C64 Review of Big Trouble In Little China from Issue 26

ZzapTest Logo by Biggest Jim


San Francisco consists of two different worlds: the normal everyday America city, and the strange twilight world of little China - a mystical and mysterious environment.

It is in this eerie world that the ancient Mandarin War Lord, Lo Pan, attempts to gain his immortality ... and when that is achieved he will use his magical powers to gain control of the world.

Marrying and sacrificing a green-eyed girl will appease the demonic powers that deny Lo Pan his longevity, and Jack Burton's girlfriend, Gracie Law, just happens to have green eyes, as does Miao Yin, Wang Chi's fiance. Consequently, both women have been captured, leaving Jack, Wang and their mystic friend, Egg Shen, to head boldly into Lo Pan's den to track them down.

The three heroes travel together through Chinatown, which scrolls past as they progress. There are four stages to be negotiated before Lo Pan himself is encountered: the streets of Little China; the sewers; Lo Pan's headquarters and finally the marriage chamber, where the final conflict with Lo Pan takes place.

As Lo Pan's henchmen attack it is up to you to choose which character to use against them. Jack uses his fists, Wang martial arts, and Egg Shen relies on magic spells. Unarmed martial arts experts are the first enemy encountered - while further on, Lo Pan's elemental beings, the Storms, must be destroyed.

The attackers become increasingly difficult to defeat as the levels progress, so the threesome have to rely on the weapons found within the Mandarin's domain. Jack gains his 'Bushmaster' gun, Wang collects a sword and Egg Shen increases his magical strength. The three heroes also need to supplement their energy levels throughout the adventure, and do so by eating. Each character's energy status is displayed at the bottom of the screen, alongside the respective face.

When Lo Pan's army has been destroyed the villainous War Lord himself can be dealt with, a task which takes the combined efforts of all three characters. Successfully ridding the world of the oriental menace allows the rescue of the green-eyed beauties, and they all live happily ever after ... maybe.

This review was typed in/OCRed by Jianso

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In the spirit of ZzapBack, you can have your say about how the game reviewed above, stands up in the cold light of today. Has it aged badly or is it still worth a few plays? Read other peoples thoughts and post your own.

The current ZzapBack rating is : 9%

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alessio - 4 May 2005
I had the misfortune of getting this game many years ago, loaded once, put away permanetly. Possiblely one of the worst film tie ins.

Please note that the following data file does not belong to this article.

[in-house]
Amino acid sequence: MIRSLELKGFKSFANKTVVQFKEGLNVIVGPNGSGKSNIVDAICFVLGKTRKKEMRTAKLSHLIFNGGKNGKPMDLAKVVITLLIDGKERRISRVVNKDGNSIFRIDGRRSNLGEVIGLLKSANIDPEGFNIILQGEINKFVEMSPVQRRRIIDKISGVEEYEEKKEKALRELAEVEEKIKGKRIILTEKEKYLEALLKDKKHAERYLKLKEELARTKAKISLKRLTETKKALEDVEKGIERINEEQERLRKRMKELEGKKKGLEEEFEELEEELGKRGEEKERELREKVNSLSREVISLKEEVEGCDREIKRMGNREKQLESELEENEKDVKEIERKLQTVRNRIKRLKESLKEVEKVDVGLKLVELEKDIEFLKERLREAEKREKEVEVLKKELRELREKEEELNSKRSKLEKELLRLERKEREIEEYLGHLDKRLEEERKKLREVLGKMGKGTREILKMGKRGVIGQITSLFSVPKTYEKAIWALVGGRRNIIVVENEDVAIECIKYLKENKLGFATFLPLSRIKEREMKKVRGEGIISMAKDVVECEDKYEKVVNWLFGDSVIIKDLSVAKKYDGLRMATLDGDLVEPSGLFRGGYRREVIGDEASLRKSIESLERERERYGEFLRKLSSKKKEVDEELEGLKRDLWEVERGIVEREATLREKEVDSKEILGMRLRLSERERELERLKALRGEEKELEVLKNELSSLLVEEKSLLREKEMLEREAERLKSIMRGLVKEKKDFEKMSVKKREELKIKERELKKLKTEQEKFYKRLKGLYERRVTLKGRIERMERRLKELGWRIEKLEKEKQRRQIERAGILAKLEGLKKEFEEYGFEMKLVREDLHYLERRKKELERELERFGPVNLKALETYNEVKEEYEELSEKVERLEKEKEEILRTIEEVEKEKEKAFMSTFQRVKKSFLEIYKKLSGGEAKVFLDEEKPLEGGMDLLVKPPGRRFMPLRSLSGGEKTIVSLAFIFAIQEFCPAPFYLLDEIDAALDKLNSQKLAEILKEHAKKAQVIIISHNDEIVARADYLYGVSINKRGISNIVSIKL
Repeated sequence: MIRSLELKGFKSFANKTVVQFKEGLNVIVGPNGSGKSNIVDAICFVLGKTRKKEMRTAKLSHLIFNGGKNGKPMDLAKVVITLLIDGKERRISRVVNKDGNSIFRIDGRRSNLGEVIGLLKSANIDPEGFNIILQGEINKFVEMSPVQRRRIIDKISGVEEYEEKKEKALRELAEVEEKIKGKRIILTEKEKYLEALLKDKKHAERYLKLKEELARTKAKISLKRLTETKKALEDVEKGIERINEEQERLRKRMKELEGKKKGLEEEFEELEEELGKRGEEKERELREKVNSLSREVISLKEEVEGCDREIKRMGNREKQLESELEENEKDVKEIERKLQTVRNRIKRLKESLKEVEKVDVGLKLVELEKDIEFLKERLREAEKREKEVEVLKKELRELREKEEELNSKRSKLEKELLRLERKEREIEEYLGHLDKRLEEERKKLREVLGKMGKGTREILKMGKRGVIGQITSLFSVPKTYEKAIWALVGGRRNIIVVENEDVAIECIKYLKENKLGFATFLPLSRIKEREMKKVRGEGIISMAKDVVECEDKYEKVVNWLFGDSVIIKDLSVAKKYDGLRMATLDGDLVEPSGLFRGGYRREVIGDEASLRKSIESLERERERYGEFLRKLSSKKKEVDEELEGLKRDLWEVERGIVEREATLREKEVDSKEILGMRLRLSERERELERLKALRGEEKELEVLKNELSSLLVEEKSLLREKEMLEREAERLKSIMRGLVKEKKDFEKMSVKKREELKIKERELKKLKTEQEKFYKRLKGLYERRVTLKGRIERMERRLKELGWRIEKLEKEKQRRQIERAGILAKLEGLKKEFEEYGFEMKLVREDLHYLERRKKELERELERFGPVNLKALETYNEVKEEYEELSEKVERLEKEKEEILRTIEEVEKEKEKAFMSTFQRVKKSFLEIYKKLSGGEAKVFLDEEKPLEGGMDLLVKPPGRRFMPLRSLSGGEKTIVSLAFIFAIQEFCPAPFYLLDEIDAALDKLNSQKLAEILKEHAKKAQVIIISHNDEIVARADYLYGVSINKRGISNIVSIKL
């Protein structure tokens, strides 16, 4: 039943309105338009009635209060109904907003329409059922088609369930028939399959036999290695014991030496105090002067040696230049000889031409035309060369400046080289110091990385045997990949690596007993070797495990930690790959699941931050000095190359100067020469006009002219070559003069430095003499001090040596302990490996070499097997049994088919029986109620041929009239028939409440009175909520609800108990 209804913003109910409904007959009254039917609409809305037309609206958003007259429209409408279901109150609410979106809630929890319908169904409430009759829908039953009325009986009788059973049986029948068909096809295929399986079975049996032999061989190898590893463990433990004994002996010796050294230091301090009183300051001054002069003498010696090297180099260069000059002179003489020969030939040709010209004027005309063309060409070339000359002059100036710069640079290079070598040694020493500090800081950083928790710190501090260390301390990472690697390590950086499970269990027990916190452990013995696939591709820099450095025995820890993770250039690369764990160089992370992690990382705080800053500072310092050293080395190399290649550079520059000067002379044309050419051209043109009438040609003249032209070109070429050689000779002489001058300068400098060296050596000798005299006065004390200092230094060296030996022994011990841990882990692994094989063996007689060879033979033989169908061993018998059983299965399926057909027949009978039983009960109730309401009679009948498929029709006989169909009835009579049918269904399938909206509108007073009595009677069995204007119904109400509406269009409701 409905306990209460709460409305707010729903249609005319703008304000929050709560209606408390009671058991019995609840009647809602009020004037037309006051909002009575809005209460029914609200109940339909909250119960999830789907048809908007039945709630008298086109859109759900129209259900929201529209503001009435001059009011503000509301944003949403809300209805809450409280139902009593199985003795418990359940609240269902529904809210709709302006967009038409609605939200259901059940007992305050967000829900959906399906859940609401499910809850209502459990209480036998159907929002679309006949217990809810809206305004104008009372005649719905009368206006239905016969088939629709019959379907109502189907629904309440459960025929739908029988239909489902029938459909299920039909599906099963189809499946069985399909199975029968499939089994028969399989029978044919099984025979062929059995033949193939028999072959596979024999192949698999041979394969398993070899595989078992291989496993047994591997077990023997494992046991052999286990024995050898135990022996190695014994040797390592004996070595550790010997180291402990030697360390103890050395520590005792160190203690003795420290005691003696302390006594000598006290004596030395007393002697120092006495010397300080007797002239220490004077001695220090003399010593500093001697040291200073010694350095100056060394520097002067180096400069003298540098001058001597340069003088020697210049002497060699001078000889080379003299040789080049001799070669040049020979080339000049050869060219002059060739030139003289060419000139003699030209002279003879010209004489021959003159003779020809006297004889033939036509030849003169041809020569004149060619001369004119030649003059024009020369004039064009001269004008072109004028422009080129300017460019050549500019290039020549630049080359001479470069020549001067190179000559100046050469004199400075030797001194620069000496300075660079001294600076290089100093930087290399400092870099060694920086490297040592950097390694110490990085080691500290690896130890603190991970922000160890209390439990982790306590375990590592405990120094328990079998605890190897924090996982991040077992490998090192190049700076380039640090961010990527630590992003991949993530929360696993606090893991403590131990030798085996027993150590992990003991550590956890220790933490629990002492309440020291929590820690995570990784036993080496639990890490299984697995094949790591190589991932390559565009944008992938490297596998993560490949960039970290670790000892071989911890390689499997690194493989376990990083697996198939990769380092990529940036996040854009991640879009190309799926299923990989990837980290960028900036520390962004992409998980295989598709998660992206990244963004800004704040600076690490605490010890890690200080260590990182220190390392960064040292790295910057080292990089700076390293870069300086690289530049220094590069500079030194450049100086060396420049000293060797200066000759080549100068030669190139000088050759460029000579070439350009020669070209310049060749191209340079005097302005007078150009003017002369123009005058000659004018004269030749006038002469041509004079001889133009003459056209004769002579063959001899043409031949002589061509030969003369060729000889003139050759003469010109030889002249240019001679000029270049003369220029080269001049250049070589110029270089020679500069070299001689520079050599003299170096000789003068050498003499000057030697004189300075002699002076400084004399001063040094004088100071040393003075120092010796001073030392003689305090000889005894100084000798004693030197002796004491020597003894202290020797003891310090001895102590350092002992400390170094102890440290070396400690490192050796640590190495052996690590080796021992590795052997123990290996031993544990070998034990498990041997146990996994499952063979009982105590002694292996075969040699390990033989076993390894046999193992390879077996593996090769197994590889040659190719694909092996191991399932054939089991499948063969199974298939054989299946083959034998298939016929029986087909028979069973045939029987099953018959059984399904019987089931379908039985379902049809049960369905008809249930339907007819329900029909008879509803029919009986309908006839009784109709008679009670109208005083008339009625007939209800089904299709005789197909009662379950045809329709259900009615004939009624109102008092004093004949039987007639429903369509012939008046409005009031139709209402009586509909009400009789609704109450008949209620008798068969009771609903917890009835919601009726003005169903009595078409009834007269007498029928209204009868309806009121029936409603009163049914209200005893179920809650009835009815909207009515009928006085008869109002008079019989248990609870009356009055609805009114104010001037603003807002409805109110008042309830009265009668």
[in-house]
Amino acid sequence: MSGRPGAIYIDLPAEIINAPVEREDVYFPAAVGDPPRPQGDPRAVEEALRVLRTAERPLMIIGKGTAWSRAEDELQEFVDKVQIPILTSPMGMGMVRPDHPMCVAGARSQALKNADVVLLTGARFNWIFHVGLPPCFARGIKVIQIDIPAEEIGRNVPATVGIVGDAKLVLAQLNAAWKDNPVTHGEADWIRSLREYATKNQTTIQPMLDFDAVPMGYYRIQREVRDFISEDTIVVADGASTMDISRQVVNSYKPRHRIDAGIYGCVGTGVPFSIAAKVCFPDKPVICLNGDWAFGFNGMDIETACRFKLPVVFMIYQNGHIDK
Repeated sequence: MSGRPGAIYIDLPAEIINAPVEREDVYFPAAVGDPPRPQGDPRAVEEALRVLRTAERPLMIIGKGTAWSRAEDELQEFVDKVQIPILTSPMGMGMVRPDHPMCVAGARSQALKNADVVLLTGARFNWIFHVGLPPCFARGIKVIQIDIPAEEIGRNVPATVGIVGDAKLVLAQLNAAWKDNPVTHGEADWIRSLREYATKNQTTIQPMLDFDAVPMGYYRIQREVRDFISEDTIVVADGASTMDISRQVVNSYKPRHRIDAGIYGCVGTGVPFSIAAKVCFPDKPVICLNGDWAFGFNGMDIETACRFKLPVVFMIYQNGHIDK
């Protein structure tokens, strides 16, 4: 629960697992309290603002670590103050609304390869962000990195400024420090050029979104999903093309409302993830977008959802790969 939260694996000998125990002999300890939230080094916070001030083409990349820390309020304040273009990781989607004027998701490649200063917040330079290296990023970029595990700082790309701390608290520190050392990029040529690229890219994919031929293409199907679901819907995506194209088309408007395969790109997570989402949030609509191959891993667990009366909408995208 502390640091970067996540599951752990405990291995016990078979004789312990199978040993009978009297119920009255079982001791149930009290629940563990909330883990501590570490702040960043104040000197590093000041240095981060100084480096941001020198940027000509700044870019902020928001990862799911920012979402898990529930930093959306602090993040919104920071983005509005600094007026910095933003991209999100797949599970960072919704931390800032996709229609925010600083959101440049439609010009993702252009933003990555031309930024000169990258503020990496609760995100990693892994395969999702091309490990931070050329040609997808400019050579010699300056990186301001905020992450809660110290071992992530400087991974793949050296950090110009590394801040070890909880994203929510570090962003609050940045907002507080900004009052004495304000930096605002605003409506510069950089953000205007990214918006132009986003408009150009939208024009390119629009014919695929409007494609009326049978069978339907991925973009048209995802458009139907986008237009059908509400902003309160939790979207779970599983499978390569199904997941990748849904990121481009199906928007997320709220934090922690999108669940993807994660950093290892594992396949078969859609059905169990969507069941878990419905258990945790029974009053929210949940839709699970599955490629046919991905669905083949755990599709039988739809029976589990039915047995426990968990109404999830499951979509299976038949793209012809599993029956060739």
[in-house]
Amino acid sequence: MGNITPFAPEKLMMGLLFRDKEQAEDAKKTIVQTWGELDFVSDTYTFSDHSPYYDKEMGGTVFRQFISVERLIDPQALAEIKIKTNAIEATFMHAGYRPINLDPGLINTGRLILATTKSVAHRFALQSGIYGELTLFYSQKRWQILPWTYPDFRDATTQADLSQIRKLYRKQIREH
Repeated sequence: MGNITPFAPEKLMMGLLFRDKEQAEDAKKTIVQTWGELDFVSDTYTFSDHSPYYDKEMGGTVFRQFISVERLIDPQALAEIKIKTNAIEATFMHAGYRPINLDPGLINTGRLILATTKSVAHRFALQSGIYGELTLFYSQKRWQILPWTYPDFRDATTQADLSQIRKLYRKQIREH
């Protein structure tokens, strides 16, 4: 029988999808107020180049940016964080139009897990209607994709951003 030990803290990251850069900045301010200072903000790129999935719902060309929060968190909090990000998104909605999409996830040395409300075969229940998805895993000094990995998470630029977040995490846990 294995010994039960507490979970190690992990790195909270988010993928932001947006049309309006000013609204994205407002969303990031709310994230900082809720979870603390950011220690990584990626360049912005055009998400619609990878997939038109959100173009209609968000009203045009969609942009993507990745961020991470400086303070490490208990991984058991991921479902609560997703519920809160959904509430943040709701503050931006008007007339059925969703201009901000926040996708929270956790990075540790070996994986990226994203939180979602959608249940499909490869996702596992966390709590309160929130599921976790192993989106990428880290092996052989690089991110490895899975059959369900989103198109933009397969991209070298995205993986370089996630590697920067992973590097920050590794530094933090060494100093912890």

Rating : 5%
Ant - 6 Dec 2003
Despite it flopping at the Box Office Big Trouble (the movie) still remains in my Top 20 Favourites. This piece of coding bile that was retched from the gall bladder of the Movie Tie-In beast almost, but not quite, caused me to strike the movie from that list for all time.

Rating : 14%
Julian Rignall
A very sarcastic 'whoopee' to announce the arrival of yet another dire piece of software. Why was this ever released? The film has disappeared into the depths of obscurity, and the game is so lame that it is in desperate need of a wheelchair. The program is basically a simple Kung-Fu Master clone, severely lacking in action and variety. It is both unexciting and tedious, and I soon became totally and utterly bored. Another session only consolidated this view, and turning the power off came as a welcome relief. As for the tenner price tag - Electric Dreams ought to have a wet blanket thrown over them...
Steve Jarratt
Not so hot on the heels of the John Carpenter film comes the somewhat less inspiring licensed computer game. Big Trouble borrows heavily from the film in all but its action, a commodity in which this binary edition is sadly lacking. The endless repetition becomes too much, as one henchman follows another to that Little China in the sky. I even found my mind wandering while I was playing, which is a fair indication of the degree to which it grabbed my attention ...
Richard Eddy
The film bombed, and if there's any justice in the world the licensed game will follow it. It's extremely dull, consisting of three characters walking along a scrolling background, beating up anything that gets in their way - no thanks! Big Trouble In Little China has an unpolished feel about it, as if no-one could really be bothered with making it look smart, or at least tarting it up to hide the uninspiring gameplay. I wouldn't bother with this if I were you, it isn't worth the money or effort.
Presentation 55%
Adequate instructions but little else worthy of mention.

Graphics 58%
Pretty backdrops, average animation, wobbly scrolling and little variation.

Sound 20%
No music and sparse spot effects.

Hookability 48%
Easy enough to play, but not overly thrilling.

Lastability 24%
Repetitive and generally uninteresting.

Value 27%
Expensive for a piece of sub-standard budget-quality software.

Overall 34%
A poor tie-in and a weak addition to the beat-'em up range. You'd be better off seeing the film four times instead.